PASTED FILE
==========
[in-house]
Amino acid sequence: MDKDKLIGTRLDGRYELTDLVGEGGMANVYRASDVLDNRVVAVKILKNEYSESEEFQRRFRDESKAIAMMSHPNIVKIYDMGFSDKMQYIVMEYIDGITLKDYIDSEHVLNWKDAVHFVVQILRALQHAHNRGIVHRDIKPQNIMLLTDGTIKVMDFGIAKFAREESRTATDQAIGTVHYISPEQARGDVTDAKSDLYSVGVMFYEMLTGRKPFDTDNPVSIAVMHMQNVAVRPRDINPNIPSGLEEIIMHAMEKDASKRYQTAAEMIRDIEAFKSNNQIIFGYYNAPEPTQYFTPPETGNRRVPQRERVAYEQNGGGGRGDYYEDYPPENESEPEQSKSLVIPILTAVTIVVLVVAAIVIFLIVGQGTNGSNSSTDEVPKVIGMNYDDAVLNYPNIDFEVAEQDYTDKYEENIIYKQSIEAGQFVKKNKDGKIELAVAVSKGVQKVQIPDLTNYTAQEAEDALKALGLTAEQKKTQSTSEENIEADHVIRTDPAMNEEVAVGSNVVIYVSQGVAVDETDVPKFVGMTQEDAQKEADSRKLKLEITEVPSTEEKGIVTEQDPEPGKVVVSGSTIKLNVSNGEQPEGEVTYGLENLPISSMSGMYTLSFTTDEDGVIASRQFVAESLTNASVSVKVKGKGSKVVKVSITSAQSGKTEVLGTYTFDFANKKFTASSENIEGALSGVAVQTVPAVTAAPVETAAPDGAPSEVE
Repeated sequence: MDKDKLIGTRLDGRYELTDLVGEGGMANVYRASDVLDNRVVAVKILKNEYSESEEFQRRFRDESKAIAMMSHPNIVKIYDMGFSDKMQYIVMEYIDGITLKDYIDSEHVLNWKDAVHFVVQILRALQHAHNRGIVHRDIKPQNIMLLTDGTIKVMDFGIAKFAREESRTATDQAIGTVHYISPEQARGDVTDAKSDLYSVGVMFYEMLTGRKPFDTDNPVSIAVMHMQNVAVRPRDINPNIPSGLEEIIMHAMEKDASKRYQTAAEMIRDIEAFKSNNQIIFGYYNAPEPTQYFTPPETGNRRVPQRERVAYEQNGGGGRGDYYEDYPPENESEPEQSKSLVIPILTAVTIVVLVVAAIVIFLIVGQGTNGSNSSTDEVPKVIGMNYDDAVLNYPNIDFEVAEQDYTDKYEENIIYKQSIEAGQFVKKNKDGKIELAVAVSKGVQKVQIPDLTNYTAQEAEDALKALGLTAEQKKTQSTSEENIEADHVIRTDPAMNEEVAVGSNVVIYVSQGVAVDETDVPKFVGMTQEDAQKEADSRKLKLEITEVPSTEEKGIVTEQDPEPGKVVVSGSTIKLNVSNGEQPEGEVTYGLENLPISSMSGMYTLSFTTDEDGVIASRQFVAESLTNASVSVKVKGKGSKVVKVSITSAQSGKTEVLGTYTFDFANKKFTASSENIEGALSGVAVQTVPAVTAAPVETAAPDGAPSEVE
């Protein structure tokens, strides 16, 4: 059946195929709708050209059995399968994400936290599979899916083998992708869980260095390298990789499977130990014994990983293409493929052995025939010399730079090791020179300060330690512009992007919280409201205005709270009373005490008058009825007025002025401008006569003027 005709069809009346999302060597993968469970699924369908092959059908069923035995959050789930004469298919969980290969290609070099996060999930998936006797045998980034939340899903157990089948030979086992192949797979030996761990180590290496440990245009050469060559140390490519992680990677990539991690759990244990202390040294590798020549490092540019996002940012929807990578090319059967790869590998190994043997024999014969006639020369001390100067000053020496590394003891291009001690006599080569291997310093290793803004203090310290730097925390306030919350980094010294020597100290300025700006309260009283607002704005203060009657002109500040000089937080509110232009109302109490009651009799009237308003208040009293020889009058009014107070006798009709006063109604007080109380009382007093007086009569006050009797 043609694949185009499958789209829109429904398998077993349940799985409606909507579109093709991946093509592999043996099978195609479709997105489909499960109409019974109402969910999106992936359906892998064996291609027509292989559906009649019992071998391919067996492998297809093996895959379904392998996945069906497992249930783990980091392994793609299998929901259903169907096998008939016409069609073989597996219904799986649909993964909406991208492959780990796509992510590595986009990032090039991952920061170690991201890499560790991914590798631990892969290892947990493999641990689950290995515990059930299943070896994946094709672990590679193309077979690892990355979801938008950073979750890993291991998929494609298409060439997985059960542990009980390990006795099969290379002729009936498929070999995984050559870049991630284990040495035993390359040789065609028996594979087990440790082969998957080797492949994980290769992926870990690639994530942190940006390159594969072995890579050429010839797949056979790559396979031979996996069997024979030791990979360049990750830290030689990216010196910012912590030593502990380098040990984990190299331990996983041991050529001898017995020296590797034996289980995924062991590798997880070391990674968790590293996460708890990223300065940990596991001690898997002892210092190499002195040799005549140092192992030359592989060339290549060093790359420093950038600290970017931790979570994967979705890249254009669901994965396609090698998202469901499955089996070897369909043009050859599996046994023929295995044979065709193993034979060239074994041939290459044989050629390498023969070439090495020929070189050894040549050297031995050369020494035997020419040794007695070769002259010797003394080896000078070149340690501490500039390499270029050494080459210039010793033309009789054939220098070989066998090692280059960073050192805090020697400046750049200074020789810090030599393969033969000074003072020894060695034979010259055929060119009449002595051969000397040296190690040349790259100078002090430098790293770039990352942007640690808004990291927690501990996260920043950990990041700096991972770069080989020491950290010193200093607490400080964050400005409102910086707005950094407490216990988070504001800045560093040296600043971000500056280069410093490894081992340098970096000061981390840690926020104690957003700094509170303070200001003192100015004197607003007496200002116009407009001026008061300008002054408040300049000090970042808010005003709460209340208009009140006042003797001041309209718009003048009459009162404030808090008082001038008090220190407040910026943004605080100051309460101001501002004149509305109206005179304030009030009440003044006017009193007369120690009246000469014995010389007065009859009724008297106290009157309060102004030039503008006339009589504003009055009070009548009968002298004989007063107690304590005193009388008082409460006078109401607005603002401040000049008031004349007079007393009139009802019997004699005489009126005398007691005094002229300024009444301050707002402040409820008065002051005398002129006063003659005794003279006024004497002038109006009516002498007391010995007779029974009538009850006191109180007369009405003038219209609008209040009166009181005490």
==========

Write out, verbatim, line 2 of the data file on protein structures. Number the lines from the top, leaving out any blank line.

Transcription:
Amino acid sequence: MDKDKLIGTRLDGRYELTDLVGEGGMANVYRASDVLDNRVVAVKILKNEYSESEEFQRRFRDESKAIAMMSHPNIVKIYDMGFSDKMQYIVMEYIDGITLKDYIDSEHVLNWKDAVHFVVQILRALQHAHNRGIVHRDIKPQNIMLLTDGTIKVMDFGIAKFAREESRTATDQAIGTVHYISPEQARGDVTDAKSDLYSVGVMFYEMLTGRKPFDTDNPVSIAVMHMQNVAVRPRDINPNIPSGLEEIIMHAMEKDASKRYQTAAEMIRDIEAFKSNNQIIFGYYNAPEPTQYFTPPETGNRRVPQRERVAYEQNGGGGRGDYYEDYPPENESEPEQSKSLVIPILTAVTIVVLVVAAIVIFLIVGQGTNGSNSSTDEVPKVIGMNYDDAVLNYPNIDFEVAEQDYTDKYEENIIYKQSIEAGQFVKKNKDGKIELAVAVSKGVQKVQIPDLTNYTAQEAEDALKALGLTAEQKKTQSTSEENIEADHVIRTDPAMNEEVAVGSNVVIYVSQGVAVDETDVPKFVGMTQEDAQKEADSRKLKLEITEVPSTEEKGIVTEQDPEPGKVVVSGSTIKLNVSNGEQPEGEVTYGLENLPISSMSGMYTLSFTTDEDGVIASRQFVAESLTNASVSVKVKGKGSKVVKVSITSAQSGKTEVLGTYTFDFANKKFTASSENIEGALSGVAVQTVPAVTAAPVETAAPDGAPSEVE